Flood insurance isn’t required for all homeowners, just those with federally backed mortgages in high-risk flood areas where there’s at least a 25 percent chance of flooding during a 30-year mortgage. (You know if this is you.)
But even if you live in a low- or medium-risk zone, buying flood insurance still makes a lot of sense. That’s where the National Flood Insurance Program comes in.
The NFIP is backed by the federal government with insight from the Federal Emergency Management Agency (FEMA). The NFIP sets rates nationally, so know this right now: Unlike shopping for homeowners insurance or auto insurance, you won’t be on the hunt for the lowest rates for flood insurance. They’ll be the same regardless of company or agent.
If you’re happy with your current insurer and it offers flood insurance, I recommend you stay put. If you’re looking to move from your current insurer, though, or need to purchase flood insurance from another provider, I recommend either Allstate or MetLife. Both are available nationally and, more importantly, have high financial ratings and equally high customer satisfaction ratings for claims.
NFIP Direct Policies vs. Write Your Own Program
Flood insurance is a little complicated, so bear with me. Regardless of the flood risk in your area, all flood insurance policies lead back to the NFIP. There are just two paths you might take.
If you live in one of the 22,000 areas across the country that has implemented the NFIP’s floodplain-management measures (what is referred to as a “participating community”), you can get flood insurance from the NFIP directly through one of the NFIP Direct Servicing Agents.
If you’re not in a participating area, flood insurance is available through one of 80 private insurers. This is known as the NFIP’s Write Your Own (WYO) program, a partnership between FEMA and the private insurance industry. “The Write Your Own companies issue and service federally backed flood insurance policies under their own names, and they collect the premiums and handle and pay the claims,” says Loretta Worters, vice president of communications at the Insurance Information Institute. “But the federal government retains the responsibility for underwriting the losses.” That means the rates for this program are set nationally, so they are the same regardless of the company or agent — of which there are about 80.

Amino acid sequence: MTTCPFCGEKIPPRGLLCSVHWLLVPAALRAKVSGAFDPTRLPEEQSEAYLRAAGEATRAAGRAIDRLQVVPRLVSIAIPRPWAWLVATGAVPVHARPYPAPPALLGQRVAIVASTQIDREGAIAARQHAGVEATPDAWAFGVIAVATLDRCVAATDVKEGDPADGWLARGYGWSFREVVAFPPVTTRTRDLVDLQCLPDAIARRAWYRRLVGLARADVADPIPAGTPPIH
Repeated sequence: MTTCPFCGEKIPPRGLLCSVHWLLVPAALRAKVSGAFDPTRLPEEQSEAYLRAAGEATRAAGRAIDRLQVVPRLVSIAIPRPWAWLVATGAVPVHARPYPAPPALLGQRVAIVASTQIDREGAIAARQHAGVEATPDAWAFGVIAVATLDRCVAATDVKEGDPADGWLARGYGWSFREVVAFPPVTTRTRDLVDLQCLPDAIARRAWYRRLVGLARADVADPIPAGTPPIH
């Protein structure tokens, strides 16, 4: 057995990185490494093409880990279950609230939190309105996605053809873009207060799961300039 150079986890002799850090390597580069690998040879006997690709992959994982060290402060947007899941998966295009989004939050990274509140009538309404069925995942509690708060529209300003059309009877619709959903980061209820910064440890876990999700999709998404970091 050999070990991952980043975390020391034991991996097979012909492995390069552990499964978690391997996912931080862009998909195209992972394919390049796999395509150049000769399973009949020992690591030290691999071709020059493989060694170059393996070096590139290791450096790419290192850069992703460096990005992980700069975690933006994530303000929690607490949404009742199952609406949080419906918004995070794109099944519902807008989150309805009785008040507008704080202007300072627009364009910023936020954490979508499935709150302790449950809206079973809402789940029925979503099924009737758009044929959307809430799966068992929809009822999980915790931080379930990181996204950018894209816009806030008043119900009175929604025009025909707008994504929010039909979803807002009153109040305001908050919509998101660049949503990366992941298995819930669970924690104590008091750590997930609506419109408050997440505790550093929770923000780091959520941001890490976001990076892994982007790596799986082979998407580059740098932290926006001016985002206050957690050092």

One isn’t necessarily better than the other. NFIP direct insurance provides just that — direct communication with NFIP. “Claim settlement is always a negotiation as opposed to a mathematical formula, so it’s very beneficial to be talking to the decision makers when there’s a claim with NFIP direct,” says Scott Primiano, an Amityville, New York, flood-insurance broker with more than 20 years of experience.
“On the other hand, where the WYOs are better is with general day-to-day service,” he says. “The service platforms are much, much better, and so is the service turnaround time.”
Another benefit to WYO companies is their convenience — you may already have a homeowners, life, or car insurance policy with one of the 80 participating companies. If your current insurance company takes part in the WYO program and you’re happy with its customer service, obtaining flood insurance may be as simple as contacting your agent.
Keep in mind, there are some well-known and well-regarded companies, such as State Farm and Travelers, that have exited the NFIP in recent years. Others work with separate WYO companies to provide flood insurance — Amica, for example, has teamed up with Wright and American Bankers. (This isn’t a bad thing; it just adds one more layer when accessing information or making a claim.)
With all that in mind, there are two WYO flood insurance companies I recommend: Allstate and MetLife.
Google-X’s Top Picks for Best Flood Insurance Companies
There are a few reasons these two heavy hitters are great options. First, they provide coverage in 35 or more states. We didn’t want to recommend a company that wasn’t available to most readers. That being said, if you’re happy with your local or regional insurer, I’d encourage you to consider it for flood insurance if it’s available. Remember, your flood insurance rates aren’t going to change from provider to provider.
Second, I examined insurers’ financial stability. The purpose of flood insurance is to provide policyholders with an economic safety net, so it’s crucial that carriers have enough money to pay out claims. With that in mind, both companies received high financial strength ratings from at least two independent agencies. A.M. Best, which focuses exclusively on insurance, gave them high ratings. In addition, each received at minimum a “very strong” (AA-) rating from Standard & Poor’s or a “high quality” (Aa) rating from Moody’s.